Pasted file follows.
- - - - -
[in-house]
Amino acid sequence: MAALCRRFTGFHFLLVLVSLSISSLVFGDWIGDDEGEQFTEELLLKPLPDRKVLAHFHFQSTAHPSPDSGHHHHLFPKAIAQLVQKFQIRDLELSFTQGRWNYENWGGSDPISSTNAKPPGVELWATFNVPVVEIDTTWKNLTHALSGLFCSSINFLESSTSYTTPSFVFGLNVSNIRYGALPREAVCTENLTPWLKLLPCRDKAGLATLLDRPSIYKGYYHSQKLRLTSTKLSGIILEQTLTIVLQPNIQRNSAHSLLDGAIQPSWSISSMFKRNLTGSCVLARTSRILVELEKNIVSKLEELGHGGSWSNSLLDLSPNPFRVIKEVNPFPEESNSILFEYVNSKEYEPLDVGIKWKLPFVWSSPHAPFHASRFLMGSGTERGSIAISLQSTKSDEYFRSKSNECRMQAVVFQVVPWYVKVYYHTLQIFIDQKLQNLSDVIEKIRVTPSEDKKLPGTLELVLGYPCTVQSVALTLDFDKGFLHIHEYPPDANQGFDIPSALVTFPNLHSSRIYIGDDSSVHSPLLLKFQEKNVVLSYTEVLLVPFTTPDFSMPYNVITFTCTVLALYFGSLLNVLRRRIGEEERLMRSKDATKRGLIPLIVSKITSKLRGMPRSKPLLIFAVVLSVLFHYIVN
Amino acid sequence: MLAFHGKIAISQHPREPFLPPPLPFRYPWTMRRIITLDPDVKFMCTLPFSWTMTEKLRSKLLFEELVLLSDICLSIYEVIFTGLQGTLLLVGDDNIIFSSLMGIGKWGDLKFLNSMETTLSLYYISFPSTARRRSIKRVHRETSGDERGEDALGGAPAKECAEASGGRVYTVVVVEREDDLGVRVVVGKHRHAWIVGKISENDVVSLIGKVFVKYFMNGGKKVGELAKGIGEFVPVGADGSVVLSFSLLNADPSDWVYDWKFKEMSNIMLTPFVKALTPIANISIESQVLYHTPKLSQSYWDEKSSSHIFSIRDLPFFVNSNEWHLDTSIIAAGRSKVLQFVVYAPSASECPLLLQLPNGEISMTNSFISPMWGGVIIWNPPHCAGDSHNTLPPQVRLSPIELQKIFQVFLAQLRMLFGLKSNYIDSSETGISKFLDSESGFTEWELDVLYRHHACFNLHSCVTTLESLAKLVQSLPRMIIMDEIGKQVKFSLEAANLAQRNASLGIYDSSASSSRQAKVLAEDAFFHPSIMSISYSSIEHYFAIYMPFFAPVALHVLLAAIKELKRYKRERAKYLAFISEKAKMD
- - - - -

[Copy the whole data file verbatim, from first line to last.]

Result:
[in-house]
Amino acid sequence: MAALCRRFTGFHFLLVLVSLSISSLVFGDWIGDDEGEQFTEELLLKPLPDRKVLAHFHFQSTAHPSPDSGHHHHLFPKAIAQLVQKFQIRDLELSFTQGRWNYENWGGSDPISSTNAKPPGVELWATFNVPVVEIDTTWKNLTHALSGLFCSSINFLESSTSYTTPSFVFGLNVSNIRYGALPREAVCTENLTPWLKLLPCRDKAGLATLLDRPSIYKGYYHSQKLRLTSTKLSGIILEQTLTIVLQPNIQRNSAHSLLDGAIQPSWSISSMFKRNLTGSCVLARTSRILVELEKNIVSKLEELGHGGSWSNSLLDLSPNPFRVIKEVNPFPEESNSILFEYVNSKEYEPLDVGIKWKLPFVWSSPHAPFHASRFLMGSGTERGSIAISLQSTKSDEYFRSKSNECRMQAVVFQVVPWYVKVYYHTLQIFIDQKLQNLSDVIEKIRVTPSEDKKLPGTLELVLGYPCTVQSVALTLDFDKGFLHIHEYPPDANQGFDIPSALVTFPNLHSSRIYIGDDSSVHSPLLLKFQEKNVVLSYTEVLLVPFTTPDFSMPYNVITFTCTVLALYFGSLLNVLRRRIGEEERLMRSKDATKRGLIPLIVSKITSKLRGMPRSKPLLIFAVVLSVLFHYIVN
Amino acid sequence: MLAFHGKIAISQHPREPFLPPPLPFRYPWTMRRIITLDPDVKFMCTLPFSWTMTEKLRSKLLFEELVLLSDICLSIYEVIFTGLQGTLLLVGDDNIIFSSLMGIGKWGDLKFLNSMETTLSLYYISFPSTARRRSIKRVHRETSGDERGEDALGGAPAKECAEASGGRVYTVVVVEREDDLGVRVVVGKHRHAWIVGKISENDVVSLIGKVFVKYFMNGGKKVGELAKGIGEFVPVGADGSVVLSFSLLNADPSDWVYDWKFKEMSNIMLTPFVKALTPIANISIESQVLYHTPKLSQSYWDEKSSSHIFSIRDLPFFVNSNEWHLDTSIIAAGRSKVLQFVVYAPSASECPLLLQLPNGEISMTNSFISPMWGGVIIWNPPHCAGDSHNTLPPQVRLSPIELQKIFQVFLAQLRMLFGLKSNYIDSSETGISKFLDSESGFTEWELDVLYRHHACFNLHSCVTTLESLAKLVQSLPRMIIMDEIGKQVKFSLEAANLAQRNASLGIYDSSASSSRQAKVLAEDAFFHPSIMSISYSSIEHYFAIYMPFFAPVALHVLLAAIKELKRYKRERAKYLAFISEKAKMD